The modernisation of the Ukrainian economy and state continues to develop at an unsatisfactory pace due to a lack of pro-reform political consensus. The two upcoming election campaigns in 2019 (presidential and parliamentary) make the reform process even slower and additionally put its effectiveness and sustainability under risk. The international community has a limited toolkit to overcome this stalemate.
The authors study whether and to what extent EU countries implement recommendations on macroeconomic imbalances given by the EU in the so-called European Semester. Overall implementation of recommendations by EU countries has worsened in the last few years, in particular when it comes to recommendations addressed to countries with excessive macroeconomic imbalances.
This Policy Contribution analyses the Ukrainian economic, institutional and political reforms of 2014-17 in terms of their sustainability and completeness, and evaluates what remains to be done. Compared to previous attempts, the current reform round has proved more successful and some politically difficult decisions have been taken (for example, the elimination of gas subsidies), but it remains incomplete in many important areas
The recent IMF’s External Sector Report highlighted the persistence of imbalances and a switch of imbalances towards advanced economies. We review recent contributions on this topic.
On 14th June, Randall Henning will present his latest book on the Euro crisis and we will discuss how financial assistance should be governed in the euro area in the future.
The Eurogroup faces a difficult choice on Greece — implementing a debt reduction plan drastic enough to make a return to market borrowing possible, or agreeing to a fourth financial assistance programme and continuing to fund Greece at the preferential lending rate.
Comparing and evaluating financial assistance programmes of four euro-area countries (Greece, Ireland, Portugal, and Cyprus) and three non-euro-area countries (Hungary, Latvia, and Romania) of the European Union in the aftermath of the 2007/08 global financial and economic crisis. Asian countries can draw several lessons from European experiences.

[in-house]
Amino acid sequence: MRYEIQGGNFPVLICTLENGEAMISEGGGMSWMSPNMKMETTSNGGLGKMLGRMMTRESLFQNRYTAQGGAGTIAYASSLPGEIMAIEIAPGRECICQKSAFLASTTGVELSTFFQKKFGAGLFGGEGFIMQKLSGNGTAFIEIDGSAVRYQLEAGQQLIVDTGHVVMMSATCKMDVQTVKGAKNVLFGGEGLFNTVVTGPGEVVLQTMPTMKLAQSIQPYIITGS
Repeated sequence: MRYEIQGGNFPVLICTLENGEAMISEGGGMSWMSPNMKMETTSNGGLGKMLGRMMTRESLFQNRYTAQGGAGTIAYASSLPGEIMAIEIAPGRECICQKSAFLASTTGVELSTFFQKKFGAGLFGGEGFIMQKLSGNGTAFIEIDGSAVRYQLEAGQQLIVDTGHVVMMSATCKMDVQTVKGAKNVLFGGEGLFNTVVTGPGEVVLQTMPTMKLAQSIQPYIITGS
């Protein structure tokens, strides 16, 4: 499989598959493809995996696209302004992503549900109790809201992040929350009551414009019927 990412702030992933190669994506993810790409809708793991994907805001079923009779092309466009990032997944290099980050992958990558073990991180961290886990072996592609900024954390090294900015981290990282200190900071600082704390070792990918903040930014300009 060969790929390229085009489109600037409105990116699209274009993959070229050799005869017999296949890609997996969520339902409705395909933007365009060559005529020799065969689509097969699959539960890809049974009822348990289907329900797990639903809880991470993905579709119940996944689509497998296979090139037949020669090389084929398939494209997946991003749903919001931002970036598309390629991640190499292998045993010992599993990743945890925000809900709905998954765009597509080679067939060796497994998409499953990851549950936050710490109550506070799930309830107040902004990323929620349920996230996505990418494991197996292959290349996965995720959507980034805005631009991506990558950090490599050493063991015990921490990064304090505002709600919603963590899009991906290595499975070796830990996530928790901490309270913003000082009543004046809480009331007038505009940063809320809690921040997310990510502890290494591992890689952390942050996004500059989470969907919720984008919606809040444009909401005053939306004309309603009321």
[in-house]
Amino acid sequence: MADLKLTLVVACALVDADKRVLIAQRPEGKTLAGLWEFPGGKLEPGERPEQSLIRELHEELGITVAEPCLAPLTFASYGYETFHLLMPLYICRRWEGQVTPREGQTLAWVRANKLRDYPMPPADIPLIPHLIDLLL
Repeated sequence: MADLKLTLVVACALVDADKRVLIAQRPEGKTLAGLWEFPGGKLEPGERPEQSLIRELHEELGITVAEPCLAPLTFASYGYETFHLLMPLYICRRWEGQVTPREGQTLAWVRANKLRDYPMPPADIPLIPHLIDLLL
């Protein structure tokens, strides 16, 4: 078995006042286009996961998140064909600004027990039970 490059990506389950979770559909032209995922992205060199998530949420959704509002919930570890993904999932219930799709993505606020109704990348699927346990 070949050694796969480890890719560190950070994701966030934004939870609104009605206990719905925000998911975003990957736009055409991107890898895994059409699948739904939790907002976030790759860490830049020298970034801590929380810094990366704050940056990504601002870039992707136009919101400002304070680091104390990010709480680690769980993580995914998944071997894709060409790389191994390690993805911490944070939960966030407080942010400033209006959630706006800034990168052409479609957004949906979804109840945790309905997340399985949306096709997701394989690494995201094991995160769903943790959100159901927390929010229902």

At this event the Managing Director of the International Monetary Fund, Christine Lagarde, will speak about the global outlook and policy priorities, ahead of the 2017 IMF Spring Meetings
Curtain raiser speech ahead of the 2017 IMF Spring Meetings delivered at Bruegel by the Managing Director of the International Monetary Fund.
The current fairly peripheral role of China in the global financial regulatory system is increasingly problematic. The system needs a guiding vision in which China becomes much more central – a ‘Chinese dream.’ This paper outlines three clusters of initiatives to achieve a global financial regulatory system in which China holds a major position.
External imbalances widened again in 2015 after narrowing in the aftermath of the global financial crisis. What are the drivers of these developments and what lessons can policy makers draw?
The recently published in-depth evaluation of the International Monetary Fund (IMF)’s role in the euro area crisis highlights important contrasts in the area of financial services. The IMF provided highly valuable analysis and recommendations to the EU on its banking sector and related policies. In individual countries (leaving aside Cyprus and the second Greek programme, not covered by this evaluation), the financial-sector aspects of the IMF’s interventions were highly successful in Ireland and Spain, ambiguous in Greece, and a missed opportunity in Portugal.